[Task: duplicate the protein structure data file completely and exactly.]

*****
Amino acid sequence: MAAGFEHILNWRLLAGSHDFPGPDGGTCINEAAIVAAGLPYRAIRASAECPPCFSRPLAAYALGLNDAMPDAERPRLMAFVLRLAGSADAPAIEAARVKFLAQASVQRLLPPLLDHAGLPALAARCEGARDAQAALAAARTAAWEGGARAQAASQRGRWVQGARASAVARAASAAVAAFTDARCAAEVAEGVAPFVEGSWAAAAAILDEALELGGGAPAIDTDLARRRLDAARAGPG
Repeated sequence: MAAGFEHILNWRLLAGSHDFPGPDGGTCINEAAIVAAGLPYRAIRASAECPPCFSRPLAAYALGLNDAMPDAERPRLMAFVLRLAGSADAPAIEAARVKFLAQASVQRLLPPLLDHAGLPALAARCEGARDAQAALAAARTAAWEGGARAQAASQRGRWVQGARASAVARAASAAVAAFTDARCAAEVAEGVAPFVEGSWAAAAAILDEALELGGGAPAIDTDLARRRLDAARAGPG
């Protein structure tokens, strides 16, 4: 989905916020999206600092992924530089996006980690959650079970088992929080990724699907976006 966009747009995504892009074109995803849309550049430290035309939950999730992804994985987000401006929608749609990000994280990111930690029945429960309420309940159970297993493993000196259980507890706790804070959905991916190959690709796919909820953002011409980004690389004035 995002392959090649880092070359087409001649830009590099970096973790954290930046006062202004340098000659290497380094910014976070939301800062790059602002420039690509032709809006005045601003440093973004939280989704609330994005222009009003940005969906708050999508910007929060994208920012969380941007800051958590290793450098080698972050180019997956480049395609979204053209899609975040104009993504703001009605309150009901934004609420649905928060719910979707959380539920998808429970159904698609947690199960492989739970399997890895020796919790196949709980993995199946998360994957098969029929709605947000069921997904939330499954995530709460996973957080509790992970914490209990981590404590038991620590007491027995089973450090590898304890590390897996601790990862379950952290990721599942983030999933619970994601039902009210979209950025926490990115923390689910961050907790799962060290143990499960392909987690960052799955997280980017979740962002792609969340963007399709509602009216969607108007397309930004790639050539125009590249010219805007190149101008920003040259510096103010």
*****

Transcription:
Amino acid sequence: MAAGFEHILNWRLLAGSHDFPGPDGGTCINEAAIVAAGLPYRAIRASAECPPCFSRPLAAYALGLNDAMPDAERPRLMAFVLRLAGSADAPAIEAARVKFLAQASVQRLLPPLLDHAGLPALAARCEGARDAQAALAAARTAAWEGGARAQAASQRGRWVQGARASAVARAASAAVAAFTDARCAAEVAEGVAPFVEGSWAAAAAILDEALELGGGAPAIDTDLARRRLDAARAGPG
Repeated sequence: MAAGFEHILNWRLLAGSHDFPGPDGGTCINEAAIVAAGLPYRAIRASAECPPCFSRPLAAYALGLNDAMPDAERPRLMAFVLRLAGSADAPAIEAARVKFLAQASVQRLLPPLLDHAGLPALAARCEGARDAQAALAAARTAAWEGGARAQAASQRGRWVQGARASAVARAASAAVAAFTDARCAAEVAEGVAPFVEGSWAAAAAILDEALELGGGAPAIDTDLARRRLDAARAGPG
């Protein structure tokens, strides 16, 4: 989905916020999206600092992924530089996006980690959650079970088992929080990724699907976006 966009747009995504892009074109995803849309550049430290035309939950999730992804994985987000401006929608749609990000994280990111930690029945429960309420309940159970297993493993000196259980507890706790804070959905991916190959690709796919909820953002011409980004690389004035 995002392959090649880092070359087409001649830009590099970096973790954290930046006062202004340098000659290497380094910014976070939301800062790059602002420039690509032709809006005045601003440093973004939280989704609330994005222009009003940005969906708050999508910007929060994208920012969380941007800051958590290793450098080698972050180019997956480049395609979204053209899609975040104009993504703001009605309150009901934004609420649905928060719910979707959380539920998808429970159904698609947690199960492989739970399997890895020796919790196949709980993995199946998360994957098969029929709605947000069921997904939330499954995530709460996973957080509790992970914490209990981590404590038991620590007491027995089973450090590898304890590390897996601790990862379950952290990721599942983030999933619970994601039902009210979209950025926490990115923390689910961050907790799962060290143990499960392909987690960052799955997280980017979740962002792609969340963007399709509602009216969607108007397309930004790639050539125009590249010219805007190149101008920003040259510096103010």